By Sheryl Davis
On Sunday, Feb. 26, the 80th birthday anniversary of Johnny Cash was commemorated with the official restoration launch of his childhood home in Dyess, Arkansas.
Beth Wiedower, director of the Arkansas Delta Rural Heritage Development Initiative, acknowledged this as a moment of real gratification and excitement for the potential success of revitalizing a fading community through its native son.
Wiedower said of the project, “Although much work has gone into the project to date – researching, uncovering, and planning for the restoration, this Sunday’s ceremony will mark the visible start to the preservation of an American icon’s home leading to the revitalization of the town of Dyess and the Arkansas Delta region.”
In April 2011, the house was acquired by Arkansas State University after over forty years of private ownership. During that same month, Dr. Ruth Hawkins, Director of the Arkansas Heritage Sites program at ASU, joined the Cash family in making the official announcement of the project and the inaugural Johnny Cash Music Festival benefit.
“We are pleased that the Cash family has gotten behind this project.” Dr. Hawkins said, “The occasion of his 80th birthday is certainly a perfect time to raise national awareness of the efforts that are ongoing to restore his boyhood home and other properties in the historic Dyess Colony.”
Last summer I was very fortunate to have connected with Ms. Wiedower and Dr. Hawkins who made possible my proposed visit to the Johnny Cash boyhood home as part of a field study and research project for one of my historic preservation graduate classes at SCAD.
On a Tuesday morning in early July, in the 104-degree heat, I made the hour’s drive from Memphis through the stark landscape of northeast Arkansas. It was beautiful. The thick cover of dust from the long, narrow gravel road obscured the home’s initial approach but as I turned into the drive, I saw the historical marker and the house appeared.
At first glance it had a striking and almost disparaging normalcy but even more resonant was its rugged and quiet perseverance, which it almost seemed to don as a badge of honor. Perhaps it was the residual pride of the Arkansas Delta sharecropper, a toil-worn survivor of the Great Depression.
The work of the land and their way of life was very difficult, and Cash never wanted it to be “mythologized,” as his daughter Rosanne has recalled. I think the home’s plain and forthright honesty as an architectural symbolism of this hard knocks shot at the “promised land,” as he referred to it, continues to successfully wield the character and soul of the Cash catalog and the man himself.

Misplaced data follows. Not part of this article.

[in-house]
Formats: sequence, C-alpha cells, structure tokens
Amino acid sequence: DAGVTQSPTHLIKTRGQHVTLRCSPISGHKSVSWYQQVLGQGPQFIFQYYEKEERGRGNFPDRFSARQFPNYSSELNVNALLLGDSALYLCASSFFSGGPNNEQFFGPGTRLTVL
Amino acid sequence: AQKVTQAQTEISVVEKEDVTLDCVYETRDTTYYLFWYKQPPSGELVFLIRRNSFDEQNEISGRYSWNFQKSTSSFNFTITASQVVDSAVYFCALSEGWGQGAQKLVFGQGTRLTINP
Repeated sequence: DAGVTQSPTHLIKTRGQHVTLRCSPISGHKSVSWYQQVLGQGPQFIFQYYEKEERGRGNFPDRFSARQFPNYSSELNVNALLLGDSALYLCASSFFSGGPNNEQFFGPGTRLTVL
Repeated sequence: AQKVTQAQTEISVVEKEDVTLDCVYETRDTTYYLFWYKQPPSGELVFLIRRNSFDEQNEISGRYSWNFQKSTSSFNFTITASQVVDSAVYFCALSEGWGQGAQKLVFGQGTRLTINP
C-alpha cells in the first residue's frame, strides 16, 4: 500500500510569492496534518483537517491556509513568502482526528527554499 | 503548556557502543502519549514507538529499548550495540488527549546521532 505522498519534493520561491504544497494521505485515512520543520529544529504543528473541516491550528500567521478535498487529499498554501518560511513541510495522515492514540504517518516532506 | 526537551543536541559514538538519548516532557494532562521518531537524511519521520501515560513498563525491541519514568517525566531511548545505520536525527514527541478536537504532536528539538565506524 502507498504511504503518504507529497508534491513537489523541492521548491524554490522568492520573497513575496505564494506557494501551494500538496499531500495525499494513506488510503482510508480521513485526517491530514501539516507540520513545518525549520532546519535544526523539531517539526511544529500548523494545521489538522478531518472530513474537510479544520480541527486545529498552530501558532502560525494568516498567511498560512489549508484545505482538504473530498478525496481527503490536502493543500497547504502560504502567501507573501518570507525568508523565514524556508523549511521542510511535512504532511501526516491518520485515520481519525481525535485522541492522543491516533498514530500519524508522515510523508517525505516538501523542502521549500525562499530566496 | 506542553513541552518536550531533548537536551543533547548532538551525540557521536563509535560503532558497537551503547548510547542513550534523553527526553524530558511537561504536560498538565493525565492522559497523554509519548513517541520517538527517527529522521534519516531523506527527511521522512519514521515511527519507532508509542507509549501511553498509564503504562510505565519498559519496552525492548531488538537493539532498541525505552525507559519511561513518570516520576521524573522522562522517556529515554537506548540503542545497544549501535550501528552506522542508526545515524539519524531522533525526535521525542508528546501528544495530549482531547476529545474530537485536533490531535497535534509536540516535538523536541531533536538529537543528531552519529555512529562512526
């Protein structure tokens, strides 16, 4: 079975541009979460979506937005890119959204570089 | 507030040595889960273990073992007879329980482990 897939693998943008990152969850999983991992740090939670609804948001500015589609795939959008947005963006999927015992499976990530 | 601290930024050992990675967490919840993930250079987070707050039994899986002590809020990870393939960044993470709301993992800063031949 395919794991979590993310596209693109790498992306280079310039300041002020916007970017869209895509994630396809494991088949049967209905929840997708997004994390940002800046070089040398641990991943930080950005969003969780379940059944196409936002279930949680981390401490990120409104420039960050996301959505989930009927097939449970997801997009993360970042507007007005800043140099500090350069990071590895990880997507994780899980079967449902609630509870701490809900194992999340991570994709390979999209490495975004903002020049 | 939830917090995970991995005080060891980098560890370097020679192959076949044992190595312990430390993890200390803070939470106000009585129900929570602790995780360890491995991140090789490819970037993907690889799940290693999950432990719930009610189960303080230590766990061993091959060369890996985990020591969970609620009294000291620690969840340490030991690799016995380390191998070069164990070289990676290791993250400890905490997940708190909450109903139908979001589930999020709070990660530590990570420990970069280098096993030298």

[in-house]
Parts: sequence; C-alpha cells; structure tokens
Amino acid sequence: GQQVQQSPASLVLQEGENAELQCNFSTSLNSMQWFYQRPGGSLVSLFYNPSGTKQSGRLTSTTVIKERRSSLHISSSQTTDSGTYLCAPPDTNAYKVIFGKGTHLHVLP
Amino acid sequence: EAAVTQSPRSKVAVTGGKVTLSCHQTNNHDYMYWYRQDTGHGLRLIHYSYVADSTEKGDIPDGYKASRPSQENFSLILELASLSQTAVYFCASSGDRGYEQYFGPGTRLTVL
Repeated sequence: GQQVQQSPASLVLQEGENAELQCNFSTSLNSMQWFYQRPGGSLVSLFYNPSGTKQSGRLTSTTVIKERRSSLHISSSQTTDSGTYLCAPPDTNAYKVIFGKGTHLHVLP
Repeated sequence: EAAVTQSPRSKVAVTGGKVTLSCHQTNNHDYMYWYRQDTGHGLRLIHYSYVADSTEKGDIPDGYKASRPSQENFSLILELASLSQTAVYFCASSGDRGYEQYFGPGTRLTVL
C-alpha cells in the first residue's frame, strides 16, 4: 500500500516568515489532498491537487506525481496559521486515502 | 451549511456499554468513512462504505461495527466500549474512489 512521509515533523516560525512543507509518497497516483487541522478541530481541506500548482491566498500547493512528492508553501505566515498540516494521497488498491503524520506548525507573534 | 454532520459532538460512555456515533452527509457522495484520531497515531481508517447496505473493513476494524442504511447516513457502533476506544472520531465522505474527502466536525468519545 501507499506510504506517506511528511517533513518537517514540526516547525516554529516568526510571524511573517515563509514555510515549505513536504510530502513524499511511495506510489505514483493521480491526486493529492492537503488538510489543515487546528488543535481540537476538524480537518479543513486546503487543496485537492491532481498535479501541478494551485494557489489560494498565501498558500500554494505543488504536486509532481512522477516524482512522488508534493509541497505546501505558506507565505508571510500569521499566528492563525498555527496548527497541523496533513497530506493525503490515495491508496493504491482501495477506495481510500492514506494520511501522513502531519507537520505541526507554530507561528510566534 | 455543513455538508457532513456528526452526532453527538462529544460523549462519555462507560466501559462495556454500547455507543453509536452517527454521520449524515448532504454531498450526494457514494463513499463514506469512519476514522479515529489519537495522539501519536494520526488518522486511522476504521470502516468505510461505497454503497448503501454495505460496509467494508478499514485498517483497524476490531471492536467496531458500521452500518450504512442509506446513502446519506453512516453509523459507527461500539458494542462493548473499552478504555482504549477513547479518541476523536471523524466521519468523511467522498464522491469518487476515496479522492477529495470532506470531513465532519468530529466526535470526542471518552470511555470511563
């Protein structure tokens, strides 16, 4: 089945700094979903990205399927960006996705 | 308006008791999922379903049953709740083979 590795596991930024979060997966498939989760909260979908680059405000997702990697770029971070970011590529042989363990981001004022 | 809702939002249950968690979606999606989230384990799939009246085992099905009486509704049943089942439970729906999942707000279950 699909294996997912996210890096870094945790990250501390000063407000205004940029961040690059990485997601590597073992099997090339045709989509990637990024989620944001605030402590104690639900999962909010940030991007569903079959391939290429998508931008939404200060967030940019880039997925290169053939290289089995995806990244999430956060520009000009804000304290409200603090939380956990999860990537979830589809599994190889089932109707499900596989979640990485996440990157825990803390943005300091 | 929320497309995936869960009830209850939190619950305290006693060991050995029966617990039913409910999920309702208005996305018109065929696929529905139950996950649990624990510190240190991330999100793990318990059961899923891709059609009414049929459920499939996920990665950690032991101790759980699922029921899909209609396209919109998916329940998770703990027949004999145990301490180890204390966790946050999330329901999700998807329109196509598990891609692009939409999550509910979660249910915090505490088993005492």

With the announcement in April and the inaugural concert fundraiser in October, I had gotten to experience the project during a very active and exciting time, particularly with regard to the removal of the home’s non-historic material and the unanticipated reveal of such high integrity. 90% of the house was found to be original and had been protected beneath over forty years of mostly cosmetic or superficial modernizations like linoleum, faux wood paneling, wallpaper and dropped ceilings.
I was very honored by the opportunity to visit this place where the legend of Johnny Cash was cultivated. To me, this musical prophet of the heartland, his lyrics and signature sound, the biting grit of reality and heartened messages of everyday life are profound, philosophical. The transference of time and place and the humbling authenticity of his early life are forever emblazoned in the storied material culture of his boyhood home that will soon be ready for the world to experience.
To learn about these tender and prolific years before celebrity in one of the most genuine, sensory and intimate of ways is truly a gift that I hope many will come to know personally as it lifts the little town of Dyess into prosperity again.
When I asked childhood friend and classmate A.J. Henson about Sunday’s event in Dyess he responded: “I plan to be there. My memories of J.R. aren’t about his singing although I really enjoy that, but of a good friend and the things we shared together as young men.” Mr. Henson is an honorary co-chair of the project’s Arkansas Steering Committee.
The Johnny Cash Boyhood Home Project is a community revitalization effort via cultural heritage tourism that includes restoration of the boyhood home as well as the rehabilitation of two buildings in the historic town center of Dyess to be utilized as the museum complex. For more information on the project or the Johnny Cash Music Festival, visit www.johnnycashmusicfest.com.